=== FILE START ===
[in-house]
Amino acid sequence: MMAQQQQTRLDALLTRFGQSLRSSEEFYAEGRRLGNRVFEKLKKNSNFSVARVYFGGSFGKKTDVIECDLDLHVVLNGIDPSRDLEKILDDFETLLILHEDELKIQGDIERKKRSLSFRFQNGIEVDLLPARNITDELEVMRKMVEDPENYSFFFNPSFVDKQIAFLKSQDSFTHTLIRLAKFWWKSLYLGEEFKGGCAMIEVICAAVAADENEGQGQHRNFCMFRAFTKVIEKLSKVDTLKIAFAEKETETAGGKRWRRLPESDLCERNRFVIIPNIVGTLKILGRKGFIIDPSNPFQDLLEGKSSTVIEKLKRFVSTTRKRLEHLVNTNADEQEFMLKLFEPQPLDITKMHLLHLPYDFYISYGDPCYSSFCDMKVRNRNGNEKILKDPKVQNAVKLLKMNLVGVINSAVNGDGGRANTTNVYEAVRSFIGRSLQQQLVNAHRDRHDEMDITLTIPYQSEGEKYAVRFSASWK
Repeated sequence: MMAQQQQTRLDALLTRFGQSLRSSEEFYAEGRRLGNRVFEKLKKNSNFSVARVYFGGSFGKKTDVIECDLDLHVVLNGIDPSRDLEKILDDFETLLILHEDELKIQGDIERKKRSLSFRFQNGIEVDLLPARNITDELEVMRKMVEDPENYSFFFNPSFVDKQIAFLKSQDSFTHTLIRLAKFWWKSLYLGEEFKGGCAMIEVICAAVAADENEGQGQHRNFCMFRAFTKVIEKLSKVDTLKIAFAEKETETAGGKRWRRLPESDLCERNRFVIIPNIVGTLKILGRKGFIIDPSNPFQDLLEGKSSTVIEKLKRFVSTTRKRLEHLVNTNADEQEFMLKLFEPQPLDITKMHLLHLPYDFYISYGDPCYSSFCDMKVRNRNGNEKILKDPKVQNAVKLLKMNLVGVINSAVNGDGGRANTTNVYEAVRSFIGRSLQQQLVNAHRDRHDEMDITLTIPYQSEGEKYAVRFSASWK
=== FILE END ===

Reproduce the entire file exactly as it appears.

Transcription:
[in-house]
Amino acid sequence: MMAQQQQTRLDALLTRFGQSLRSSEEFYAEGRRLGNRVFEKLKKNSNFSVARVYFGGSFGKKTDVIECDLDLHVVLNGIDPSRDLEKILDDFETLLILHEDELKIQGDIERKKRSLSFRFQNGIEVDLLPARNITDELEVMRKMVEDPENYSFFFNPSFVDKQIAFLKSQDSFTHTLIRLAKFWWKSLYLGEEFKGGCAMIEVICAAVAADENEGQGQHRNFCMFRAFTKVIEKLSKVDTLKIAFAEKETETAGGKRWRRLPESDLCERNRFVIIPNIVGTLKILGRKGFIIDPSNPFQDLLEGKSSTVIEKLKRFVSTTRKRLEHLVNTNADEQEFMLKLFEPQPLDITKMHLLHLPYDFYISYGDPCYSSFCDMKVRNRNGNEKILKDPKVQNAVKLLKMNLVGVINSAVNGDGGRANTTNVYEAVRSFIGRSLQQQLVNAHRDRHDEMDITLTIPYQSEGEKYAVRFSASWK
Repeated sequence: MMAQQQQTRLDALLTRFGQSLRSSEEFYAEGRRLGNRVFEKLKKNSNFSVARVYFGGSFGKKTDVIECDLDLHVVLNGIDPSRDLEKILDDFETLLILHEDELKIQGDIERKKRSLSFRFQNGIEVDLLPARNITDELEVMRKMVEDPENYSFFFNPSFVDKQIAFLKSQDSFTHTLIRLAKFWWKSLYLGEEFKGGCAMIEVICAAVAADENEGQGQHRNFCMFRAFTKVIEKLSKVDTLKIAFAEKETETAGGKRWRRLPESDLCERNRFVIIPNIVGTLKILGRKGFIIDPSNPFQDLLEGKSSTVIEKLKRFVSTTRKRLEHLVNTNADEQEFMLKLFEPQPLDITKMHLLHLPYDFYISYGDPCYSSFCDMKVRNRNGNEKILKDPKVQNAVKLLKMNLVGVINSAVNGDGGRANTTNVYEAVRSFIGRSLQQQLVNAHRDRHDEMDITLTIPYQSEGEKYAVRFSASWK